The -updates repository provides stable release updates SRU of Ubuntu and are generally installed through update-manager Each release is given its own -updates repository eg intrepid-updates The repository is supported by Canonical Ltd for packages in main and restricted, and by the community for packages in universe and multiverse All updates to the repository must meet certain requirements and go through the -proposed repository before being made available to the public Updates are scheduled to be available until the end of life for the release

In addition to the -updates repository, the unstable -proposed repository contains uploads which must be confirmed before being copied into -updates All updates must go through this process to ensure that the patch does truly fix the bug and there is no risk of regression Updates in -proposed are confirmed by either Canonical or members of the community

Canonical's partner repository lets vendors of proprietary software deliver their products to Ubuntu users at no cost through the same familiar tools for installing and upgrading software The software in the partner repository is officially supported with security and other important updates by its respective vendors Canonical supports the packaging of the software for Ubuntu and provides guidance to vendors The partner repository is disabled by default and can be enabled by the user Some popular products distributed via the partner repository as of 28 April 2013 are Adobe Flash Player, Adobe Reader and Skype

Third-party software

See also: GetDeb

Ubuntu has a certification system for third-party software Some third-party software that does not limit distribution is included in Ubuntu's multiverse component The package ubuntu-restricted-extras additionally contains software that may be legally restricted, including support for MP3 and DVD playback, Microsoft TrueType core fonts, Sun's Java runtime environment, Adobe's Flash Player plugin, many common audio/video codecs, and unrar, an unarchiver for files compressed in the RAR file format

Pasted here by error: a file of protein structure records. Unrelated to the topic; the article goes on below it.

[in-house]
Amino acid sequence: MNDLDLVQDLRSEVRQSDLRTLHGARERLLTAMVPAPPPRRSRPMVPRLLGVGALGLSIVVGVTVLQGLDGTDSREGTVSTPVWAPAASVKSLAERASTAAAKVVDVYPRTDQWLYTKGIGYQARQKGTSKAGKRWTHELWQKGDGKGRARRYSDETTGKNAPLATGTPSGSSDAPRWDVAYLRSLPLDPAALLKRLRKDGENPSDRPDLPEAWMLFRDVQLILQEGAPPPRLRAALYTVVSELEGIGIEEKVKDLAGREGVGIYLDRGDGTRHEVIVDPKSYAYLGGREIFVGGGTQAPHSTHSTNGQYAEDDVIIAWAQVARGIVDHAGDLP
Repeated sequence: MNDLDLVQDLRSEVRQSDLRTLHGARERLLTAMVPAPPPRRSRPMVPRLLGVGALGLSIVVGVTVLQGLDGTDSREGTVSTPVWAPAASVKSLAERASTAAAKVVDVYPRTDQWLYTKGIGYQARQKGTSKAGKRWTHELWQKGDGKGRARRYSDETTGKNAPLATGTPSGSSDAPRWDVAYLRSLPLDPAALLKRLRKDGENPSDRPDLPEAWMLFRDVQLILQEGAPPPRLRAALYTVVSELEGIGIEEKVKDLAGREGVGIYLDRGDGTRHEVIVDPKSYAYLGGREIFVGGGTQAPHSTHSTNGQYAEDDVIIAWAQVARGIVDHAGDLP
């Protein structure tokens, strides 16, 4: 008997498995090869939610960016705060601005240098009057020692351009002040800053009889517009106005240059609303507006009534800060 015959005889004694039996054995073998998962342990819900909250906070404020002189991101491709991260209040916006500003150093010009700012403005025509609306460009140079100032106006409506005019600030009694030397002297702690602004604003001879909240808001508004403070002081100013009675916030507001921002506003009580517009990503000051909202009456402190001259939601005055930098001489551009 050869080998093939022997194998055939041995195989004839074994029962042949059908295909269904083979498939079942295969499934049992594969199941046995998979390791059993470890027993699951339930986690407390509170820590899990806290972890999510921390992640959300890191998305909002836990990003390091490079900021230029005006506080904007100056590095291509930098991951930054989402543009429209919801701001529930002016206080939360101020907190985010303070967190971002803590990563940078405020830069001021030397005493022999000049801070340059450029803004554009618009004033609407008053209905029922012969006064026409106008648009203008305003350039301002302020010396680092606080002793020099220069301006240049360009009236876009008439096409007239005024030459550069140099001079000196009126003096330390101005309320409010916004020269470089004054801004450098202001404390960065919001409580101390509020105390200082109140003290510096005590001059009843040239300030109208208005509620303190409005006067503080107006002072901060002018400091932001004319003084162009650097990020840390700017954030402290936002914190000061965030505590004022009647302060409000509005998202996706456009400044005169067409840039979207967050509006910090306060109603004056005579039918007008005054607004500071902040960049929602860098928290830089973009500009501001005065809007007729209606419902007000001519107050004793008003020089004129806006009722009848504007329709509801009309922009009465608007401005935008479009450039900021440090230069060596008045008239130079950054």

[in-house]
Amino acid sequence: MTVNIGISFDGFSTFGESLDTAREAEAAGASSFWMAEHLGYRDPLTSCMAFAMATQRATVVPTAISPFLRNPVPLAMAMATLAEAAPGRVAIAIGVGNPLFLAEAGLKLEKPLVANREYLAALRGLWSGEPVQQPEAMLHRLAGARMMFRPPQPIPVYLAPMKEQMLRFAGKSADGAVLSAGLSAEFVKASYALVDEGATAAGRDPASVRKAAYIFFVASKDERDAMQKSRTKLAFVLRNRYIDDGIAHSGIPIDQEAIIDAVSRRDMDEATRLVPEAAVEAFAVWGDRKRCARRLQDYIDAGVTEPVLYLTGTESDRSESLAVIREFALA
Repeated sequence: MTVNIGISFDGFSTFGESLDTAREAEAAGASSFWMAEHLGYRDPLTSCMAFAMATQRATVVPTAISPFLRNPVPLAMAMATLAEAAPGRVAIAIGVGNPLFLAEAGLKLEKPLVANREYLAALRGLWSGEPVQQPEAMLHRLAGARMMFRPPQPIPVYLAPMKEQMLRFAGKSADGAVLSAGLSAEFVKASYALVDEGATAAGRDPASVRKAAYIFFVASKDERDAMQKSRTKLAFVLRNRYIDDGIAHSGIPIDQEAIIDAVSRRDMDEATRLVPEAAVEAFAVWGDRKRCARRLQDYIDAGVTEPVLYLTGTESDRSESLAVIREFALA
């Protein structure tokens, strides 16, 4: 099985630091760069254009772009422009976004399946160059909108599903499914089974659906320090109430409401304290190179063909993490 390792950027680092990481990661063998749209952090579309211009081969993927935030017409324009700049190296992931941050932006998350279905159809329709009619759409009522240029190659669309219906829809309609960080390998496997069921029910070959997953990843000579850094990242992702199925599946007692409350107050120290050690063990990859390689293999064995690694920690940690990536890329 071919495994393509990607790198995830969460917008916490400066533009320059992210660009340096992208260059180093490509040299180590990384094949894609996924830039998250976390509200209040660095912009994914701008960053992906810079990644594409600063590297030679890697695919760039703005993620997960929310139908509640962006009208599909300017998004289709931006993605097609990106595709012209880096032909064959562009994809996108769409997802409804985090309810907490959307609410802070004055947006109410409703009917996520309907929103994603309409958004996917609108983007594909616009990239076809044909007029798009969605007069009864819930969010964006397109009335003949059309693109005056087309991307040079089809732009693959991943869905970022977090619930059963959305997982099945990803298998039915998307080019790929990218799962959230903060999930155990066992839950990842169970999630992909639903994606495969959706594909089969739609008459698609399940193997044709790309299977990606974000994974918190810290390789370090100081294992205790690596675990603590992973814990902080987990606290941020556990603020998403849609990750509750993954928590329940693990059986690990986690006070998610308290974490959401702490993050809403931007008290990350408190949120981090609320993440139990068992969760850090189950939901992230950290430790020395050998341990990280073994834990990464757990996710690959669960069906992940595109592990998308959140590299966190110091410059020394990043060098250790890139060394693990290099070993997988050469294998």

Additionally, third-party application suites are available for purchase through Ubuntu Software, including many games such as Braid and Oil Rush, software for DVD playback and media codecs More games are available through Steam

Releases

For more details on all Ubuntu releases including older ones not covered here, see Ubuntu version history
Version Code name Release date Supported until
1204 LTS Precise Pangolin 2012-04-26 Older version, yet still supported: 2017-04-26
1210 Quantal Quetzal 2012-10-18 Old version, no longer supported: 2014-05-16
1304 Raring Ringtail 2013-04-25 Old version, no longer supported: 2014-01-27
1310 Saucy Salamander 2013-10-17 Old version, no longer supported: 2014-07-17
1404 LTS Trusty Tahr 2014-04-17 Older version, yet still supported: 2019-04
1410 Utopic Unicorn 2014-10-23 Old version, no longer supported: 2015-07-23
1504 Vivid Vervet 2015-04-23 Old version, no longer supported: 2016-02-04
1510 Wily Werewolf 2015-10-22 Old version, no longer supported: 2016-07-28
1604 LTS Xenial Xerus 2016-04-21 Older version, yet still supported: 2021-04
1610 Yakkety Yak 2016-10-13 Current stable version: 2017-07
1704 Zesty Zapus 2017-04 2018-01
Legend: Old version Older version, still supported Latest version Latest preview version Future release

Each Ubuntu release has a version number that consists of the year and month number of the release For example, the first release was Ubuntu 410 as it was released on 20 October 2004 Version numbers for future versions are provisional; if the release is delayed the version number changes accordingly

Ubuntu releases are also given alliterative code names, using an adjective and an animal eg, "Trusty Tahr" and "Precise Pangolin" With the exception of the first two releases, code names are in alphabetical order, allowing a quick determination of which release is newer "We might skip a few letters, and we'll have to wrap eventually" says Mark Shuttleworth while describing the naming scheme Commonly, Ubuntu releases are referred to using only the adjective portion of the code name; for example, the 1404 LTS release is commonly known as "Trusty"

Releases are timed to be approximately one month after GNOME releases which in turn are about one month after releases of Xorg As a result, every Ubuntu release was introduced with an updated version of both GNOME and X After major releases, the Ubuntu Developer Summit UDS is held, at which the Ubuntu community sets the development direction for the next cycle The latest such event, as of June 2016, was held 5–7 May 2015, after Ubuntu 1504 and planning 1510

Upgrades from one LTS release to the next LTS release eg Ubuntu 1404 LTS to Ubuntu 1604 LTS are supported, while upgrades from non-LTS have only supported upgrade to the next release, regardless of its LTS status eg Ubuntu 1510 to Ubuntu 1604 LTS

Ubuntu 1010 Maverick Meerkat, was released on 10 October 2010 10–10–10 This departed from the traditional schedule of releasing at the end of October in order to get "the perfect 10", and makes a playful reference to The Hitchhiker's Guide to the Galaxy books, since, in binary, 101010 equals decimal 42, the "Answer to the Ultimate Question of Life, the Universe and Everything" within the series

Ubuntu 14041 and all later releases require a 2 GB or larger installation medium Server releases still fit on CDs

Variants

See also: List of Ubuntu-based Linux distributions Ubuntu family tree